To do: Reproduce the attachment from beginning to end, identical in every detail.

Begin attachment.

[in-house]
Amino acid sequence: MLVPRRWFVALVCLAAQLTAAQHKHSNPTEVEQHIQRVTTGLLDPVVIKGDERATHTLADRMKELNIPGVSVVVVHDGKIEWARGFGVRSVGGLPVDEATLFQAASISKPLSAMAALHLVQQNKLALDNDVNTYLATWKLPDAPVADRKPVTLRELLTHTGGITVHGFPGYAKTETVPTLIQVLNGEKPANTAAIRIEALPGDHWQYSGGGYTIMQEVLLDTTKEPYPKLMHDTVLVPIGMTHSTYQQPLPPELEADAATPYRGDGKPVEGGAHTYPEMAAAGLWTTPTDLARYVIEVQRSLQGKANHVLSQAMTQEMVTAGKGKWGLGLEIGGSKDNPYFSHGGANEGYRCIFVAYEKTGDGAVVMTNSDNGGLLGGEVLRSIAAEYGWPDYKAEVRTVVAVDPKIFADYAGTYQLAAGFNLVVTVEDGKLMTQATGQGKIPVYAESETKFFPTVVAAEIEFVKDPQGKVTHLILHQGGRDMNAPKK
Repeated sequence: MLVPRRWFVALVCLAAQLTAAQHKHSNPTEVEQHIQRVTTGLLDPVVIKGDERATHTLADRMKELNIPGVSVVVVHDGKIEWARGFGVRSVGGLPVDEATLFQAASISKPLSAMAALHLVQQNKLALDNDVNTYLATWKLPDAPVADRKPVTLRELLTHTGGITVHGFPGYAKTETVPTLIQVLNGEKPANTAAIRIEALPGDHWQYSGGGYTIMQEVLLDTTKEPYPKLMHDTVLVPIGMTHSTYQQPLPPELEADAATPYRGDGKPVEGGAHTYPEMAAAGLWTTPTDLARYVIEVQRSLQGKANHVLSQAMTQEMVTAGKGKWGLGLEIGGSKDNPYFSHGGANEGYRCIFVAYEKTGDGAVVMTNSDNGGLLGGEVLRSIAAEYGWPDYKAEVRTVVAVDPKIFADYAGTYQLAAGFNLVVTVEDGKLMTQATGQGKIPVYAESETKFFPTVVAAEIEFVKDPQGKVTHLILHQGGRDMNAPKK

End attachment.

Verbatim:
[in-house]
Amino acid sequence: MLVPRRWFVALVCLAAQLTAAQHKHSNPTEVEQHIQRVTTGLLDPVVIKGDERATHTLADRMKELNIPGVSVVVVHDGKIEWARGFGVRSVGGLPVDEATLFQAASISKPLSAMAALHLVQQNKLALDNDVNTYLATWKLPDAPVADRKPVTLRELLTHTGGITVHGFPGYAKTETVPTLIQVLNGEKPANTAAIRIEALPGDHWQYSGGGYTIMQEVLLDTTKEPYPKLMHDTVLVPIGMTHSTYQQPLPPELEADAATPYRGDGKPVEGGAHTYPEMAAAGLWTTPTDLARYVIEVQRSLQGKANHVLSQAMTQEMVTAGKGKWGLGLEIGGSKDNPYFSHGGANEGYRCIFVAYEKTGDGAVVMTNSDNGGLLGGEVLRSIAAEYGWPDYKAEVRTVVAVDPKIFADYAGTYQLAAGFNLVVTVEDGKLMTQATGQGKIPVYAESETKFFPTVVAAEIEFVKDPQGKVTHLILHQGGRDMNAPKK
Repeated sequence: MLVPRRWFVALVCLAAQLTAAQHKHSNPTEVEQHIQRVTTGLLDPVVIKGDERATHTLADRMKELNIPGVSVVVVHDGKIEWARGFGVRSVGGLPVDEATLFQAASISKPLSAMAALHLVQQNKLALDNDVNTYLATWKLPDAPVADRKPVTLRELLTHTGGITVHGFPGYAKTETVPTLIQVLNGEKPANTAAIRIEALPGDHWQYSGGGYTIMQEVLLDTTKEPYPKLMHDTVLVPIGMTHSTYQQPLPPELEADAATPYRGDGKPVEGGAHTYPEMAAAGLWTTPTDLARYVIEVQRSLQGKANHVLSQAMTQEMVTAGKGKWGLGLEIGGSKDNPYFSHGGANEGYRCIFVAYEKTGDGAVVMTNSDNGGLLGGEVLRSIAAEYGWPDYKAEVRTVVAVDPKIFADYAGTYQLAAGFNLVVTVEDGKLMTQATGQGKIPVYAESETKFFPTVVAAEIEFVKDPQGKVTHLILHQGGRDMNAPKK